Anticipated Variable Feed Grain Quality Means Producers Will Need to Step up Quality Control

by 5m Editor
23 September 2004, at 12:00am

CANADA - Farm-Scape: Episode 1607. Farm-Scape is a Wonderworks Canada production and is distributed courtesy of Manitoba Pork Council and Sask Pork.

Farm-Scape, Episode 1607

With the wide range of feed grain quality anticipated this fall, pork producers will need to step up their quality control to maintain optimum performance.

An extended planting season and difficult growing conditions will mean crop quality across the prairies will be highly variable.

Prairie Swine Centre President Dr. John Patience recommends a combination of visual inspection and laboratory assays to evaluate grain quality.

"We'll be looking for sprouting, of course. One of the misunderstandings, I think that exists, is the assumption that sprouted grain is of lower quality.

Certainly the research that's been done in the area is quite limited but it's all quite consistent that a small degree of sprouting actually appears to improve the digestibility of the grain kernel.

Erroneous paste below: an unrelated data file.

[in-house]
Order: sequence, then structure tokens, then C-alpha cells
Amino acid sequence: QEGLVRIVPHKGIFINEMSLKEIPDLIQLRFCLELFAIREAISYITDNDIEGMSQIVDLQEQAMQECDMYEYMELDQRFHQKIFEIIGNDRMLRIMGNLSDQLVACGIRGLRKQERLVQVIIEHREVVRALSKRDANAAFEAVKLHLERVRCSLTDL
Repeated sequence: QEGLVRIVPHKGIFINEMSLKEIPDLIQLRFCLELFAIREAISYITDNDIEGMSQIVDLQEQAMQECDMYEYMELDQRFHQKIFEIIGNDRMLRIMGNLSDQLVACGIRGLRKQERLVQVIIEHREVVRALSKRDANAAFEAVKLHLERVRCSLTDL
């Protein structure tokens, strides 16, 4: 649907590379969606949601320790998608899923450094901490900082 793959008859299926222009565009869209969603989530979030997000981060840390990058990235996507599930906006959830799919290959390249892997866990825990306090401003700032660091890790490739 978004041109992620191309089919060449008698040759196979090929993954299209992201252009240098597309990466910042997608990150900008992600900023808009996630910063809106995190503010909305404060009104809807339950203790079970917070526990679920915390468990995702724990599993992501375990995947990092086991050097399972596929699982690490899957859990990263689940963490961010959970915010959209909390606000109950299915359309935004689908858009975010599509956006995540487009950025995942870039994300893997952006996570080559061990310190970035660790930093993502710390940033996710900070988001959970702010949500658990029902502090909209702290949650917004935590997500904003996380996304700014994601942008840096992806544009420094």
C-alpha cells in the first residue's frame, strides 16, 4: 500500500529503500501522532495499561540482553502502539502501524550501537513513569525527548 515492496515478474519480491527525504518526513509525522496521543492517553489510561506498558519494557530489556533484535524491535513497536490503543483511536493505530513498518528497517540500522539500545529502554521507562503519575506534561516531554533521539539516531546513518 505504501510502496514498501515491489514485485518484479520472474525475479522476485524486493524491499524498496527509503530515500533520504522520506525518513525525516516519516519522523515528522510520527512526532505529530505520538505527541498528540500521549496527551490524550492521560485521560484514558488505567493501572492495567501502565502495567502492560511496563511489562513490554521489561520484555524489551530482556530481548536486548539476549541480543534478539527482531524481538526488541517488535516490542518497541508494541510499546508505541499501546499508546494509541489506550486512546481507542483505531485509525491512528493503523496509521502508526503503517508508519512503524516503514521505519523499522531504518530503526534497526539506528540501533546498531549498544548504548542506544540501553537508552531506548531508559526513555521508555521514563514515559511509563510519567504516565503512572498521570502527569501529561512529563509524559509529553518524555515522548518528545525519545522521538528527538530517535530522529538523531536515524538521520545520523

It's only when sprouting becomes more extensive that the feeding value goes down. That's the visual side of things.

I think we need to be analyzing for moisture and some producers may want to formulate their diets on a dry matter basis and correct for dry matter when they're mixing diets.

We should also be looking at the predicted amount of energy in the grains. We don't put much confidence in bushel weights.

Bushel weight can range from in the 46 pound range up to the low 50 pound range and really not have a good correlation between bushel weight and energy level in the grain.

We really should be doing an analysis on that grain of a component we call acid detergent fibre, or ADF, because that has proven to be a very effective predictor of the digestible energy content of the grain. "

Dr. Patience says it's also important to be looking at molds and mycotoxins because, irrespective of quality of grain, they can have a serious detrimental effect on pig performance.

For Farmscape.Ca, I'm Bruce Cochrane.

5m Editor